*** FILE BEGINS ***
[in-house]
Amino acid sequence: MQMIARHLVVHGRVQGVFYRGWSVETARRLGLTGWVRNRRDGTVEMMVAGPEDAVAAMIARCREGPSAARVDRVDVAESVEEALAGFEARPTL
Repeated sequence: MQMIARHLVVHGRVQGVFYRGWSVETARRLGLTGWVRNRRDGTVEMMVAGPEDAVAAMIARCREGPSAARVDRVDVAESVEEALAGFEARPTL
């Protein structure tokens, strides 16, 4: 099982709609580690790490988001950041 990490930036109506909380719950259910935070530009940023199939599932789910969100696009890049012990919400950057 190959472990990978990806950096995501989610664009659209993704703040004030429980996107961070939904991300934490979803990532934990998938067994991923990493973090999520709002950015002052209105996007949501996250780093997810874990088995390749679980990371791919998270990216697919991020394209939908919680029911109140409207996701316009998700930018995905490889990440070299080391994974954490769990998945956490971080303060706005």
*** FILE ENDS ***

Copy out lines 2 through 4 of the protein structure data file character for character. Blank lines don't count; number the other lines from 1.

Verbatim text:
Amino acid sequence: MQMIARHLVVHGRVQGVFYRGWSVETARRLGLTGWVRNRRDGTVEMMVAGPEDAVAAMIARCREGPSAARVDRVDVAESVEEALAGFEARPTL
Repeated sequence: MQMIARHLVVHGRVQGVFYRGWSVETARRLGLTGWVRNRRDGTVEMMVAGPEDAVAAMIARCREGPSAARVDRVDVAESVEEALAGFEARPTL
């Protein structure tokens, strides 16, 4: 099982709609580690790490988001950041 990490930036109506909380719950259910935070530009940023199939599932789910969100696009890049012990919400950057 190959472990990978990806950096995501989610664009659209993704703040004030429980996107961070939904991300934490979803990532934990998938067994991923990493973090999520709002950015002052209105996007949501996250780093997810874990088995390749679980990371791919998270990216697919991020394209939908919680029911109140409207996701316009998700930018995905490889990440070299080391994974954490769990998945956490971080303060706005």